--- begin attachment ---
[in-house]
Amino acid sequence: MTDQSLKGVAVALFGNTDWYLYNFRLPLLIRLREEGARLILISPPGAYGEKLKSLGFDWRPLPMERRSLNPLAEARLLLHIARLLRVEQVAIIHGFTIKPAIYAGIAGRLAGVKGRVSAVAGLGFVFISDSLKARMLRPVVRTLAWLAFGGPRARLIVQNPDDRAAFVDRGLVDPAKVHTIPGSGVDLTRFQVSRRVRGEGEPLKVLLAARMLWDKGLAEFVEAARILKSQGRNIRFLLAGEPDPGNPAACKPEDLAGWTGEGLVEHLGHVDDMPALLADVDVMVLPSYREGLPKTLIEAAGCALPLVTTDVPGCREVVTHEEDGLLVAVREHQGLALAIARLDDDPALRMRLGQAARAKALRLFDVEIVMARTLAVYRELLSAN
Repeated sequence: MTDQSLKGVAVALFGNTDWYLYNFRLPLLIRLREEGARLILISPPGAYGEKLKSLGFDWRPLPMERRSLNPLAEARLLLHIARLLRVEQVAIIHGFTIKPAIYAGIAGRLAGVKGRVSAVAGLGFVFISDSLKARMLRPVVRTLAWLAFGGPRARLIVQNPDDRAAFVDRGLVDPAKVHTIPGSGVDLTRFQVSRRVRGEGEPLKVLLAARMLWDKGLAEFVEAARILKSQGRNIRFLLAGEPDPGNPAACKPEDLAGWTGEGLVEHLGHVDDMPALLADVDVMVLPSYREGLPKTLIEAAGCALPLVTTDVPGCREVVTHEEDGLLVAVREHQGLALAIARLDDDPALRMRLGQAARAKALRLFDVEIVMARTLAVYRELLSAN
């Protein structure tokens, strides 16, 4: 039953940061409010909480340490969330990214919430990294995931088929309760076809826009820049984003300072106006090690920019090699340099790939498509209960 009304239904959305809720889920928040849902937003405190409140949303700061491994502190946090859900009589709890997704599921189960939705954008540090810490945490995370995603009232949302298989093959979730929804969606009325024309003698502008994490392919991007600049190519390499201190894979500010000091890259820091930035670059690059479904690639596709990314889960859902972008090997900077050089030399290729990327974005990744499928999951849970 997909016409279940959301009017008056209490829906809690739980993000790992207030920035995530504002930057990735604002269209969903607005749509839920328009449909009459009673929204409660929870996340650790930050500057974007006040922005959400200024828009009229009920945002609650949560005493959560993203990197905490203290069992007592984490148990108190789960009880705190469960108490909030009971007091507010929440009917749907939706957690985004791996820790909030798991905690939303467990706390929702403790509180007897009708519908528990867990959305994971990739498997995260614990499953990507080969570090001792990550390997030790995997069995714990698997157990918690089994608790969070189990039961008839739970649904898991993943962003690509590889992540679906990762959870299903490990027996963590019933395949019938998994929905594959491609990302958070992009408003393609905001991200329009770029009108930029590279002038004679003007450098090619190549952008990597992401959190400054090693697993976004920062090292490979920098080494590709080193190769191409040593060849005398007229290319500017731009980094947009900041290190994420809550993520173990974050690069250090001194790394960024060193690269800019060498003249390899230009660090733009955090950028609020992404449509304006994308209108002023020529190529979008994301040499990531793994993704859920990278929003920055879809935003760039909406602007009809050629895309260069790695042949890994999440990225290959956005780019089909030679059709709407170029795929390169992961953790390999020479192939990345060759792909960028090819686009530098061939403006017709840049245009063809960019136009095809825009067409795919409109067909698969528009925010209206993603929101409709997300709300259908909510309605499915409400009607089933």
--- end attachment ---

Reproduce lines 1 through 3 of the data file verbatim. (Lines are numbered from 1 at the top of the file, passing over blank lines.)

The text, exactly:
[in-house]
Amino acid sequence: MTDQSLKGVAVALFGNTDWYLYNFRLPLLIRLREEGARLILISPPGAYGEKLKSLGFDWRPLPMERRSLNPLAEARLLLHIARLLRVEQVAIIHGFTIKPAIYAGIAGRLAGVKGRVSAVAGLGFVFISDSLKARMLRPVVRTLAWLAFGGPRARLIVQNPDDRAAFVDRGLVDPAKVHTIPGSGVDLTRFQVSRRVRGEGEPLKVLLAARMLWDKGLAEFVEAARILKSQGRNIRFLLAGEPDPGNPAACKPEDLAGWTGEGLVEHLGHVDDMPALLADVDVMVLPSYREGLPKTLIEAAGCALPLVTTDVPGCREVVTHEEDGLLVAVREHQGLALAIARLDDDPALRMRLGQAARAKALRLFDVEIVMARTLAVYRELLSAN
Repeated sequence: MTDQSLKGVAVALFGNTDWYLYNFRLPLLIRLREEGARLILISPPGAYGEKLKSLGFDWRPLPMERRSLNPLAEARLLLHIARLLRVEQVAIIHGFTIKPAIYAGIAGRLAGVKGRVSAVAGLGFVFISDSLKARMLRPVVRTLAWLAFGGPRARLIVQNPDDRAAFVDRGLVDPAKVHTIPGSGVDLTRFQVSRRVRGEGEPLKVLLAARMLWDKGLAEFVEAARILKSQGRNIRFLLAGEPDPGNPAACKPEDLAGWTGEGLVEHLGHVDDMPALLADVDVMVLPSYREGLPKTLIEAAGCALPLVTTDVPGCREVVTHEEDGLLVAVREHQGLALAIARLDDDPALRMRLGQAARAKALRLFDVEIVMARTLAVYRELLSAN